FindMyPast has recently published the Ecclesiastical Returns from the British India Office. I could have accessed these earlier by going to FamilySearch, a free site, but it took the recent national publicity to raise my awareness that these records were online. And there were some surprises. Gaps for marriages and deaths on the family trees I always assumed were due to emigration, but I always assumed to the dominions, like Canada, Australia and New Zealand. I hadn't given India much thought.
The first record chronologically is for Nathaniel Gidley, a private in the H? U? (can't decipher these initials with any certainty) 59th Regiment, who was buried at Bangalore July 9th 1834 aged 30. This makes him the son of Nathaniel Gidley and his wife Mary Westcott, of Whitestone, near Exeter, Devon.
The next burial record is for Jane Gidley, aged 23, in Bhusawul Cemetery, Bombay, on Aug 12th 1870. FamilySearch has another place of burial - Asserghur, Bombay - and her name is given there as Jane Morton Gidley. There is no indication as to whether she was single or married, and I don't know who she was. The cause of death was paralysis. Could this have been due to polio, I wonder?
In 1919 Alice Edith Frederica Gidley, wife of Lt. Col. Courtenay de Blois Gidley, Royal Field Artillery, of the Winkleigh branch, died at Simla aged 49. She left a son of only 9, Courtenay Terence Robert Gidley, who married in 1953 in Southern Rhodesia. Alice's widower, Courtenay de Blois Gidley, returned home to England much later and served in the Second World War as Col-Commandant of the Devon Army Cadet Force.
In 1925 Augustus George Gidley, 46, a driver on the Great Indian Peninsula Railway, was buried in Jhansi (new) Cemetery. He died of angina pectoris and was the father of 3 young children, all born in India. Augustus was the son of Charles Edwin Gidley, of Poplar in East London. Charles Edwin had 10 children by his first wife, Jessie Matilda, before abandoning her for his second wife, Eliza Anderson, who was his brother's stepdaughter, and had a second family of another 6 children. Most of the children of the first family didn't stay around for long after that. The G.I.P. railway apparently used British drivers with Indian firemen used as stokers. Augustus married Carmeline Cecilia Dennis in Byculla, Bombay, in 1914 and their family of three - Jessie Matilda (called after Augustus' mother), Sydney Herbert (called after Augustus' brother, a Royal Naval Petty Officer, drowned off the island of Coll whilst serving on HMS Jason in 1917) and George Augustus were all born in India. There remains a mystery as to was the Augustus Gidley, cited as a co-respdondent in the divorce case of Eustace Charles Palmer versus Carmeline Mary Palmer in India in 1916. The coincidence of the names - Carmeline and Augustus - is amazing but the surnames are different, as Augustus George Gidley the engine driver had married Carmeline Cecilia Dennis, a spinster, in 1914 in Byculla, Bombay. After Augustus' death his family presumably stayed on in India for some time, as daughter Jessie Matilda Gidley married in Bengal in 1932 aged only 14.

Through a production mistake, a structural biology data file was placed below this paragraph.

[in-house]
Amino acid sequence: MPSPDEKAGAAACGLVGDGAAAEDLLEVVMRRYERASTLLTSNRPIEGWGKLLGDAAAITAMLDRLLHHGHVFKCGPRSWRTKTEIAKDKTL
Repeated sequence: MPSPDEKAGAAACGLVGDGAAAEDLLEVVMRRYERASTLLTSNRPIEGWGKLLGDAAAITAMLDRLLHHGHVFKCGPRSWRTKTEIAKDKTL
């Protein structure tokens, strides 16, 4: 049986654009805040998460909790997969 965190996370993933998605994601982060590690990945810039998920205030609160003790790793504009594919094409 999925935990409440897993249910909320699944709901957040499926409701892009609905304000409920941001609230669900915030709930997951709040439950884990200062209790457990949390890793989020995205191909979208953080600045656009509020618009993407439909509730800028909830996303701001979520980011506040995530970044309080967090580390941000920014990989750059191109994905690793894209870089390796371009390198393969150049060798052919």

In 1932 Herman Gidley, R Battery, Royal Artillery, was buried in Bolarun, Hyderabad (Deccan), Trimulgherry. Aged only 24, he was the son of John Benjamin Gidley and his wife Mary Ann Jackson of Grimsby, Lincolnshire. He died of malaria.
Miriam Gidley married a Drum Major, Joseph Cashaldine, in 1875 in Ranikhet, Calcutta, Bengal. She had left her home town of Exeter in her early 20s and was the daughter of William Gidley and his second wife, Miriam Sanford. William belonged to the Winkleigh branch and was variously an ag lab, a butcher and a cattle dealer and had various convictions for petty theft.
Minnie Gladys Gidley, daughter of Henry Gidley, who married Edward Horace Turner at Colaba, Bombay in 1913 is a mystery. She was a spinster aged 21 at the time of her marriage.